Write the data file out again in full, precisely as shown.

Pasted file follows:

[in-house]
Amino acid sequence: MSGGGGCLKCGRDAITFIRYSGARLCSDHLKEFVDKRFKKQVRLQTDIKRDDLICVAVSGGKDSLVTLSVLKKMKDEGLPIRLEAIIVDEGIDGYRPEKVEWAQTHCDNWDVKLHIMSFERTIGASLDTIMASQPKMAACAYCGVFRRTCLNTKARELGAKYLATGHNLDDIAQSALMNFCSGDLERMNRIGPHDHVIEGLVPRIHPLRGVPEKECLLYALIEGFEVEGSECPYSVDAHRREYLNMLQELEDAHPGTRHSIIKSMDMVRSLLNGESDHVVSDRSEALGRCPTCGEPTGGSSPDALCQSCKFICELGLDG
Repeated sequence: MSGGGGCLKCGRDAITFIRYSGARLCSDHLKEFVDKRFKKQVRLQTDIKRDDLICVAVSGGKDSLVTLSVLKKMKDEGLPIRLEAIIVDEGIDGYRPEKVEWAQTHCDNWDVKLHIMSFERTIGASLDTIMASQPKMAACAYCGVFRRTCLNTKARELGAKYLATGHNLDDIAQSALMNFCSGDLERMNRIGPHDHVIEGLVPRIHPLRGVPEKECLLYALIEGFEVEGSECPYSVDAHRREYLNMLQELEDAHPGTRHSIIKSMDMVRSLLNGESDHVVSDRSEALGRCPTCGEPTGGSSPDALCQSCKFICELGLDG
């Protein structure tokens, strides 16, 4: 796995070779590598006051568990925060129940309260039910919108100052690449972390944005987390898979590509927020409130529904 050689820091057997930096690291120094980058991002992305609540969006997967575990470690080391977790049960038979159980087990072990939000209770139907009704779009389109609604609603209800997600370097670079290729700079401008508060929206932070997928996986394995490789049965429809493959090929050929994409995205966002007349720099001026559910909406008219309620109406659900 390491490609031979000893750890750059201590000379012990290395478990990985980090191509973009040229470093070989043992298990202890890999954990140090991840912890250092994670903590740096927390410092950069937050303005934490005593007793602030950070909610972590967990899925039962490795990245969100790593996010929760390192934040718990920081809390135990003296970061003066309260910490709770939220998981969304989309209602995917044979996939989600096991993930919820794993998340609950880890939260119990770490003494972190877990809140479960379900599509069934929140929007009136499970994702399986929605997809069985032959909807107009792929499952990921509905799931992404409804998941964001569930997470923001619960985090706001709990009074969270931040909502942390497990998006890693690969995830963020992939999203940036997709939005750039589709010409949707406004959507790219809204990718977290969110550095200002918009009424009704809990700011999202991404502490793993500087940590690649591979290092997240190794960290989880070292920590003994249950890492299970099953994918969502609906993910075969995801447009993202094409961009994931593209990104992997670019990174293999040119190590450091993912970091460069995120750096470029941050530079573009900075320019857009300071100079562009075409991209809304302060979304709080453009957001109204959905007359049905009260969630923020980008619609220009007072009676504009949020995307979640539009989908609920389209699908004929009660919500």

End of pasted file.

[in-house]
Amino acid sequence: MSGGGGCLKCGRDAITFIRYSGARLCSDHLKEFVDKRFKKQVRLQTDIKRDDLICVAVSGGKDSLVTLSVLKKMKDEGLPIRLEAIIVDEGIDGYRPEKVEWAQTHCDNWDVKLHIMSFERTIGASLDTIMASQPKMAACAYCGVFRRTCLNTKARELGAKYLATGHNLDDIAQSALMNFCSGDLERMNRIGPHDHVIEGLVPRIHPLRGVPEKECLLYALIEGFEVEGSECPYSVDAHRREYLNMLQELEDAHPGTRHSIIKSMDMVRSLLNGESDHVVSDRSEALGRCPTCGEPTGGSSPDALCQSCKFICELGLDG
Repeated sequence: MSGGGGCLKCGRDAITFIRYSGARLCSDHLKEFVDKRFKKQVRLQTDIKRDDLICVAVSGGKDSLVTLSVLKKMKDEGLPIRLEAIIVDEGIDGYRPEKVEWAQTHCDNWDVKLHIMSFERTIGASLDTIMASQPKMAACAYCGVFRRTCLNTKARELGAKYLATGHNLDDIAQSALMNFCSGDLERMNRIGPHDHVIEGLVPRIHPLRGVPEKECLLYALIEGFEVEGSECPYSVDAHRREYLNMLQELEDAHPGTRHSIIKSMDMVRSLLNGESDHVVSDRSEALGRCPTCGEPTGGSSPDALCQSCKFICELGLDG
């Protein structure tokens, strides 16, 4: 796995070779590598006051568990925060129940309260039910919108100052690449972390944005987390898979590509927020409130529904 050689820091057997930096690291120094980058991002992305609540969006997967575990470690080391977790049960038979159980087990072990939000209770139907009704779009389109609604609603209800997600370097670079290729700079401008508060929206932070997928996986394995490789049965429809493959090929050929994409995205966002007349720099001026559910909406008219309620109406659900 390491490609031979000893750890750059201590000379012990290395478990990985980090191509973009040229470093070989043992298990202890890999954990140090991840912890250092994670903590740096927390410092950069937050303005934490005593007793602030950070909610972590967990899925039962490795990245969100790593996010929760390192934040718990920081809390135990003296970061003066309260910490709770939220998981969304989309209602995917044979996939989600096991993930919820794993998340609950880890939260119990770490003494972190877990809140479960379900599509069934929140929007009136499970994702399986929605997809069985032959909807107009792929499952990921509905799931992404409804998941964001569930997470923001619960985090706001709990009074969270931040909502942390497990998006890693690969995830963020992939999203940036997709939005750039589709010409949707406004959507790219809204990718977290969110550095200002918009009424009704809990700011999202991404502490793993500087940590690649591979290092997240190794960290989880070292920590003994249950890492299970099953994918969502609906993910075969995801447009993202094409961009994931593209990104992997670019990174293999040119190590450091993912970091460069995120750096470029941050530079573009900075320019857009300071100079562009075409991209809304302060979304709080453009957001109204959905007359049905009260969630923020980008619609220009007072009676504009949020995307979640539009989908609920389209699908004929009660919500």